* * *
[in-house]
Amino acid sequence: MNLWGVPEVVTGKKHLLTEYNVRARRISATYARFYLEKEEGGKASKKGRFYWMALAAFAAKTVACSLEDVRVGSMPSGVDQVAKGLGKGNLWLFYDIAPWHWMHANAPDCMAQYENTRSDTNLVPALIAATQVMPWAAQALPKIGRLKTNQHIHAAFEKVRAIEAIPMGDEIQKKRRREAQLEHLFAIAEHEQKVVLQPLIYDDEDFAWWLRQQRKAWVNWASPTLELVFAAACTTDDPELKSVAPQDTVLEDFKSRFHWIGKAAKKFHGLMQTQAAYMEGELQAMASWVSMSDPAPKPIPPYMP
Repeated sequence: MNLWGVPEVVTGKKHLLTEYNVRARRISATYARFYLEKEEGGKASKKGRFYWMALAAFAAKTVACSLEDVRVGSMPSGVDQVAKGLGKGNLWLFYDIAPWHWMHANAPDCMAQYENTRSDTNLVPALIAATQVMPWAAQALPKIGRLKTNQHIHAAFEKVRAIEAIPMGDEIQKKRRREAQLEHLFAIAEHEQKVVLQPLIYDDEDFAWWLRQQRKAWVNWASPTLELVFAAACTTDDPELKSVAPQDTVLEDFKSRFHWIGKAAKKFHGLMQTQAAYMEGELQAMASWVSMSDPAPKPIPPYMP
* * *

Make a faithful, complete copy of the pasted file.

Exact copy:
[in-house]
Amino acid sequence: MNLWGVPEVVTGKKHLLTEYNVRARRISATYARFYLEKEEGGKASKKGRFYWMALAAFAAKTVACSLEDVRVGSMPSGVDQVAKGLGKGNLWLFYDIAPWHWMHANAPDCMAQYENTRSDTNLVPALIAATQVMPWAAQALPKIGRLKTNQHIHAAFEKVRAIEAIPMGDEIQKKRRREAQLEHLFAIAEHEQKVVLQPLIYDDEDFAWWLRQQRKAWVNWASPTLELVFAAACTTDDPELKSVAPQDTVLEDFKSRFHWIGKAAKKFHGLMQTQAAYMEGELQAMASWVSMSDPAPKPIPPYMP
Repeated sequence: MNLWGVPEVVTGKKHLLTEYNVRARRISATYARFYLEKEEGGKASKKGRFYWMALAAFAAKTVACSLEDVRVGSMPSGVDQVAKGLGKGNLWLFYDIAPWHWMHANAPDCMAQYENTRSDTNLVPALIAATQVMPWAAQALPKIGRLKTNQHIHAAFEKVRAIEAIPMGDEIQKKRRREAQLEHLFAIAEHEQKVVLQPLIYDDEDFAWWLRQQRKAWVNWASPTLELVFAAACTTDDPELKSVAPQDTVLEDFKSRFHWIGKAAKKFHGLMQTQAAYMEGELQAMASWVSMSDPAPKPIPPYMP